Kenneth Arrow: a gentle genius

Kenneth Arrow, one of the greatest economists of the past century, died last week. His nephew, Larry Summers, wrote a eulogy that was published in the Wall Street Journal. Here is an excerpt from it, followed by an ungated link to the full eulogy.

My mother’s brother, the Nobel economist Kenneth Arrow, died this week at the age of 95. He was a dear man and a hero to me and many others. No one else I have ever known so embodied the scholarly life well lived.

I remember like yesterday the moment when Kenneth won the Nobel Prize in 1972. Paul Samuelson—another Nobel economist and, as it happens, also my uncle—hosted a party in his honor, to which I, then a sophomore at MIT, was invited. ….

I learned that night about my uncles—about their passion for ideas and about the importance and excitement of what scholars do. ….

Kenneth’s writings resolved age-old questions and opened up vast new areas for others to explore. He likely was the most important economic theorist of the second half of the 20th century.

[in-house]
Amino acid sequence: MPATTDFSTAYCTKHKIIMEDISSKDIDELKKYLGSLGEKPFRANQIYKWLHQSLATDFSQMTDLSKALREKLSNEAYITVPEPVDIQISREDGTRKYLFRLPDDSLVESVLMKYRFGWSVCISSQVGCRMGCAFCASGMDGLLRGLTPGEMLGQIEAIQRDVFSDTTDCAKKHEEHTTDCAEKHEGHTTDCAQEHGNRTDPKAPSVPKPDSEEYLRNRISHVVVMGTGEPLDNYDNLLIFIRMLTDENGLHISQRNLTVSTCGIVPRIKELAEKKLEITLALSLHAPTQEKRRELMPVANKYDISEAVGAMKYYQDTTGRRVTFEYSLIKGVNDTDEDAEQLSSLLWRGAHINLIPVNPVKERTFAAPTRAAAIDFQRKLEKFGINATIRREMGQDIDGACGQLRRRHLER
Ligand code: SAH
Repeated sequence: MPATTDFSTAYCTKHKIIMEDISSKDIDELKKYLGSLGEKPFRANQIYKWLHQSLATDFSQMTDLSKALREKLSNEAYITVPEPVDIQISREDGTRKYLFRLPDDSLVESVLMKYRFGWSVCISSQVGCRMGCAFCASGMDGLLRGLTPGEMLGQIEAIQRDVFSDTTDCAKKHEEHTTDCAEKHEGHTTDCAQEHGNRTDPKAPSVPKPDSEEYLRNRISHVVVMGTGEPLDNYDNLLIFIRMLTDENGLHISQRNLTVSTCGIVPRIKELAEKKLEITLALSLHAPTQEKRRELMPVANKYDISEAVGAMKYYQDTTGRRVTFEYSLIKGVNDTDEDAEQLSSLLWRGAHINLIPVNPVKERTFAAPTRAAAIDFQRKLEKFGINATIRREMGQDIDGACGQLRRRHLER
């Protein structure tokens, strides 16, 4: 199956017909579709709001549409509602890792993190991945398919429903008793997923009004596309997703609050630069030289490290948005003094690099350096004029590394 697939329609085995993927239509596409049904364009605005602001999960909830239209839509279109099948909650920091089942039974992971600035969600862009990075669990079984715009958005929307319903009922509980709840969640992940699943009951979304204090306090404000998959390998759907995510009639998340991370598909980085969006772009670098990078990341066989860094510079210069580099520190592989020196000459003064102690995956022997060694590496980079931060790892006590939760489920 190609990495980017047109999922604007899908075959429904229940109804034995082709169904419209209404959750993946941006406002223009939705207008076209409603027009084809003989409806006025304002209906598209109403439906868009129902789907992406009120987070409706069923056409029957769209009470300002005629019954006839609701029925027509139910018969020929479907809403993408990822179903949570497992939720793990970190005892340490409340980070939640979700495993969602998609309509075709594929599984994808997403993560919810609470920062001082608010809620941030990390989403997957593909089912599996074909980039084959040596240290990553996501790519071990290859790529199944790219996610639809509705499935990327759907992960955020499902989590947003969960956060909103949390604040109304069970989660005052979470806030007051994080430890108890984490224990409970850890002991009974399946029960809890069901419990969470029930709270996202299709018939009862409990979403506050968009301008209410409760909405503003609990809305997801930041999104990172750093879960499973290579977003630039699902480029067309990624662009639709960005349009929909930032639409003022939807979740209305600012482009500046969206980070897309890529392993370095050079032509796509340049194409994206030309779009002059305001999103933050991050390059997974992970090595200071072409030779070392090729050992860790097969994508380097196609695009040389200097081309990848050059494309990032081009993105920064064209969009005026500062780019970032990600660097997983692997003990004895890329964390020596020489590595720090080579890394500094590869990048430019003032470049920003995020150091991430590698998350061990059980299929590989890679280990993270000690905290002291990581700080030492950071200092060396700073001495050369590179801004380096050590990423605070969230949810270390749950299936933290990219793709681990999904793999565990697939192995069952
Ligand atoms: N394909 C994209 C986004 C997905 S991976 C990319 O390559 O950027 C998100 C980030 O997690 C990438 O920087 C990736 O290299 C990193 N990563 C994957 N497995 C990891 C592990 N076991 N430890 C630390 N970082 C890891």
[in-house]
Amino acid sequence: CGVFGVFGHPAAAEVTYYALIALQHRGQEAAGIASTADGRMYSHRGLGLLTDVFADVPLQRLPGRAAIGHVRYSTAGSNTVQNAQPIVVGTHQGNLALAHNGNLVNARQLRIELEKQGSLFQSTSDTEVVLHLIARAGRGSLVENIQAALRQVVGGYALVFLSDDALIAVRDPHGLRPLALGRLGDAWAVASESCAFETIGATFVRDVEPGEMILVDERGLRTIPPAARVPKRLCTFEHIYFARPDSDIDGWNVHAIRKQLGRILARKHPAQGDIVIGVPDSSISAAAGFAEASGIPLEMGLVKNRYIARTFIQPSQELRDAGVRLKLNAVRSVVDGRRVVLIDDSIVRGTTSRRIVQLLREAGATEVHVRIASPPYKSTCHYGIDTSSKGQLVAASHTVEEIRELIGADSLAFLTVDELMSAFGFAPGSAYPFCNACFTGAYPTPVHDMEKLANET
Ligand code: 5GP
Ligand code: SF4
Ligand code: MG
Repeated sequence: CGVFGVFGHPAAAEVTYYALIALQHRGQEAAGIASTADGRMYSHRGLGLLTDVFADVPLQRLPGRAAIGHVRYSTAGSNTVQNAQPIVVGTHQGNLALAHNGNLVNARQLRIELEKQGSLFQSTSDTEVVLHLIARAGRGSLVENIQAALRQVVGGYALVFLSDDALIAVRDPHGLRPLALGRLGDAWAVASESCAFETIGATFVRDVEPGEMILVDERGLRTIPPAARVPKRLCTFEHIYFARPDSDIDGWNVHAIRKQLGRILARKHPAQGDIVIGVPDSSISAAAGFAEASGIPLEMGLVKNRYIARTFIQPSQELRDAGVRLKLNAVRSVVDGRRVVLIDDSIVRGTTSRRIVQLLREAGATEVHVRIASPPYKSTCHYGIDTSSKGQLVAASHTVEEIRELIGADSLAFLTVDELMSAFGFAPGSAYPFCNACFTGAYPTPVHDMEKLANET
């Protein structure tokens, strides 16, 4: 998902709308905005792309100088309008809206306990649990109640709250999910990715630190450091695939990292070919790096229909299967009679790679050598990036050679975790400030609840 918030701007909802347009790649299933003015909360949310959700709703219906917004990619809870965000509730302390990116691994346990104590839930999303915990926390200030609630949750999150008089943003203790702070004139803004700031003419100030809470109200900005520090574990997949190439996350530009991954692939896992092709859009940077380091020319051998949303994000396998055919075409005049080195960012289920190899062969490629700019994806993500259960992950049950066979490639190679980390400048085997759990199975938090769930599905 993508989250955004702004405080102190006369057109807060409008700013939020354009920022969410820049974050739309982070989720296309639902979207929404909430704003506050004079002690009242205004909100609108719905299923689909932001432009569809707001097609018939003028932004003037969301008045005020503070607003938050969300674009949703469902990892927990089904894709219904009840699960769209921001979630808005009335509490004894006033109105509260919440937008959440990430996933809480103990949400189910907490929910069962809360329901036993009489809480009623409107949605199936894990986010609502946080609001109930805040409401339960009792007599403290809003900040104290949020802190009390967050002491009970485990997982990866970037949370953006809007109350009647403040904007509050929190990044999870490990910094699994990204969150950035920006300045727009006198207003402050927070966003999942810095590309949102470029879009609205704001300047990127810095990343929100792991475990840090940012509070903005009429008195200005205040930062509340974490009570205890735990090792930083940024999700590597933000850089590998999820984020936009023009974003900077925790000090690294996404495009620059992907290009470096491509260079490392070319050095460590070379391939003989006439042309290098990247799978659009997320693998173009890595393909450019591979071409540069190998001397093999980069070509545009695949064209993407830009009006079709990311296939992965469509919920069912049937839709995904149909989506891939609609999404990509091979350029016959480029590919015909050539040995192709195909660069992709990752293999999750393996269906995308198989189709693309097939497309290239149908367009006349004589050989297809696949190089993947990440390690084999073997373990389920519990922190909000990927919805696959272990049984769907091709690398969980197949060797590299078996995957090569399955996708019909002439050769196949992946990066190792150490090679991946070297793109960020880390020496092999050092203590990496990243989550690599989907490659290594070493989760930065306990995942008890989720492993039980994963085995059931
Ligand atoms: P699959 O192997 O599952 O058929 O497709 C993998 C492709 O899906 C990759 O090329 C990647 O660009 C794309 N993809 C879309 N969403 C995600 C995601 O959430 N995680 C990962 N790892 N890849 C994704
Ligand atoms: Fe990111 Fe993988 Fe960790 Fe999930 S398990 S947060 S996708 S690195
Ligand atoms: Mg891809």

Is there a voting system that can be relied on to distill the will of a group of people? Many mathematicians have theorems named after them. Arrow’s impossibility theorem regarding voting and combining preferences is the only theorem I know of that is named for an economist.

Drawing upon mathematical logic, it shows that there is no possible voting scheme that can consistently and sensibly reflect the preferences of a set of individuals with diverse views. Any scheme that could ever be invented will be at risk of perverse outcomes, where, for example, the choice between options A and B is affected by the presence or absence of option C; or where a vote switch by one person toward option A makes it less likely to prevail. Mathematical and abstruse it was. But it also explained why committees have so much trouble coming to consistent conclusions and why, with an increasingly polarized electorate, democracy can become increasingly dysfunctional.

Larry Summers, “Farewell to Kenneth Arrow, a Gentle Genius of Economics“, Wall Street Journal, 25 February 2017 (ungated link).

HT Mark Thoma

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